Though the headline shows no inflation, rents are now rising at the fastest pace in 7 years. Moreover egg prices are up 37 percent from one year ago. The lower gasoline prices are in essence masking much of inflationary pressures from other items.
The overall consumer inflation fell 0.2 percent over the month in September and was unchanged from one year ago. As a result, social security checks in 2016 will see no cost-of-living-adjustment.
The Federal Reserve in deciding on monetary policy is more concerned with the “core inflation” and not the headline inflation. The “core” – after taking out the volatile impact of large swings in energy and food prices – rose by 1.9 percent from one year ago. If it crosses the 2 percent line then the Fed will itch to raise rates. As long as rents rise, and they will given the 30-year low rental vacancy rates, the “core inflation” will trend higher. The Fed rate hike is therefore certain though the first rate hike could be delayed till December or early next year. In addition, the second and third rate hikes will occur later in 2016.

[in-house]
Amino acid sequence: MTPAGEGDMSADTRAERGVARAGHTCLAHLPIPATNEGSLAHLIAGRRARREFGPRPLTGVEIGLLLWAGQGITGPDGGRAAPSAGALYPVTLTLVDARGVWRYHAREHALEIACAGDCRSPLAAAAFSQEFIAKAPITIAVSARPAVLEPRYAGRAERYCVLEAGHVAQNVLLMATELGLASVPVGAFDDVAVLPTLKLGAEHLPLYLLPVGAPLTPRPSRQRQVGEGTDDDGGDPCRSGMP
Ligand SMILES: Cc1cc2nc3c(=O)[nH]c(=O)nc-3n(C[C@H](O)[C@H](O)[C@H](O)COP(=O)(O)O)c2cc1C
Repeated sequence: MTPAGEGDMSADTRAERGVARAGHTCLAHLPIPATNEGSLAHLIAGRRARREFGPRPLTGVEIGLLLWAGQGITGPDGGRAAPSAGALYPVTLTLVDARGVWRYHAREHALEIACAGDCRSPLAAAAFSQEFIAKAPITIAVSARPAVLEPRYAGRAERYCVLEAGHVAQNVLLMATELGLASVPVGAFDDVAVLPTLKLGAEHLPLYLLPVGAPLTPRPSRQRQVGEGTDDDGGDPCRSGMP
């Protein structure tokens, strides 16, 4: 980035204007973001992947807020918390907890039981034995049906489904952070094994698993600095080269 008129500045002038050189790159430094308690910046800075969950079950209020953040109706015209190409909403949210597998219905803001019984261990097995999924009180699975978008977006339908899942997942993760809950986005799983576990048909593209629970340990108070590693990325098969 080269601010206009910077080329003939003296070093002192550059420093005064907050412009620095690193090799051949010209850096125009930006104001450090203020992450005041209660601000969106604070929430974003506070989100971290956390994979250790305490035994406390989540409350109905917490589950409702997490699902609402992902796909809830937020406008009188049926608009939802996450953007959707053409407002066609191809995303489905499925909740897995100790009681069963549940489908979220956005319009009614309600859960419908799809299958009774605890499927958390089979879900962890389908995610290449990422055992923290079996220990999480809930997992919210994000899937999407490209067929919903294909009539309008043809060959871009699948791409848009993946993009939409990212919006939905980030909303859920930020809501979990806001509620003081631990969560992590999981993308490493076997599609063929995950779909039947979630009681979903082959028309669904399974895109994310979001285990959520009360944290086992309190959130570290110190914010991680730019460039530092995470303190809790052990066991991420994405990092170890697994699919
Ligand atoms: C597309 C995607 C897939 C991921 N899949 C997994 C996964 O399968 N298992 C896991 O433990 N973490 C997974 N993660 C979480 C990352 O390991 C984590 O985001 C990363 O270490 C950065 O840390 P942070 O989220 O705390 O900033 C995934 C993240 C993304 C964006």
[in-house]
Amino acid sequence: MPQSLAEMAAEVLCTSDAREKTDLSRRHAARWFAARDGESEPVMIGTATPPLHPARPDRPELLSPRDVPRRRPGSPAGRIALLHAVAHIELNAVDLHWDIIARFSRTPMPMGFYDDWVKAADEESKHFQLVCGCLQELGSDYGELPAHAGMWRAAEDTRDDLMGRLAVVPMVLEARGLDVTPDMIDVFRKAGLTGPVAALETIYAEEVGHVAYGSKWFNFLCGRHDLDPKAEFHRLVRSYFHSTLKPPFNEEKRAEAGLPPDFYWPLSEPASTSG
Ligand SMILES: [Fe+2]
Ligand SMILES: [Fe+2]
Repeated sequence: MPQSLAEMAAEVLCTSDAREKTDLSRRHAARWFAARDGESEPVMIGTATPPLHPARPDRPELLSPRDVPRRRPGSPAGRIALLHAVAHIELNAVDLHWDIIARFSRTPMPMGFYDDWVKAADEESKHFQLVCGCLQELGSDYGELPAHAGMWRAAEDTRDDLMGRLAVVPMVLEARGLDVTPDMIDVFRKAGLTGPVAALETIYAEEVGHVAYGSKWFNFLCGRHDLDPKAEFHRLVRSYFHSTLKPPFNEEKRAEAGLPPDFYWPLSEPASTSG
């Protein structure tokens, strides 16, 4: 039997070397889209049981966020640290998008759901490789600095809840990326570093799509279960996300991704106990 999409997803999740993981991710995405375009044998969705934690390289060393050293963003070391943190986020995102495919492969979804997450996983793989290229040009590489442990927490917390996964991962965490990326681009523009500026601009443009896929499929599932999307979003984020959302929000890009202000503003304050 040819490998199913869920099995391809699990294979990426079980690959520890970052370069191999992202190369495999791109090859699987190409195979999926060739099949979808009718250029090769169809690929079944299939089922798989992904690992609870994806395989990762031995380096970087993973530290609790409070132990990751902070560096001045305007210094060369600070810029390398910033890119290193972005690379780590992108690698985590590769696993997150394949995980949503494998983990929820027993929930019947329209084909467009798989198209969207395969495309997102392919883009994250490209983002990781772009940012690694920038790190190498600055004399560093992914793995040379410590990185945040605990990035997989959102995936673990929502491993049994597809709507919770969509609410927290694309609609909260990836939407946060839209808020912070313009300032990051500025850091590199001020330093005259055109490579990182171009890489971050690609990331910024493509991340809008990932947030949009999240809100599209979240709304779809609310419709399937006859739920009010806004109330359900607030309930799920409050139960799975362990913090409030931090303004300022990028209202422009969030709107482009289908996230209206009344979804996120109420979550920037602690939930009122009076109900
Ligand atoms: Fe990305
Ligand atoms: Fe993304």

Renters’ rent rose by 3.7 percent, the highest pace since 2008. Homeowners’ equivalence rent (a hypothetical rent a homeowner would pay if the house was rented) rose by 3.1 percent, the highest pace since 2007. There is a housing shortage and these rent components will continue to rise for the foreseeable future because of falling vacancy rates.
For seniors on social security who are not homeowners and do not drive that much will get hurt next year from higher rents, higher food prices, higher medical fees, and higher public transportation costs. Prices are lower for clothes and electronic equipment, but seniors do not purchase many of these items.
Lawrence Yun is Chief Economist and Senior Vice President of Research at NAR. He directs research activity for the association and regularly provides commentary on real estate market trends for its 1 million REALTOR® members.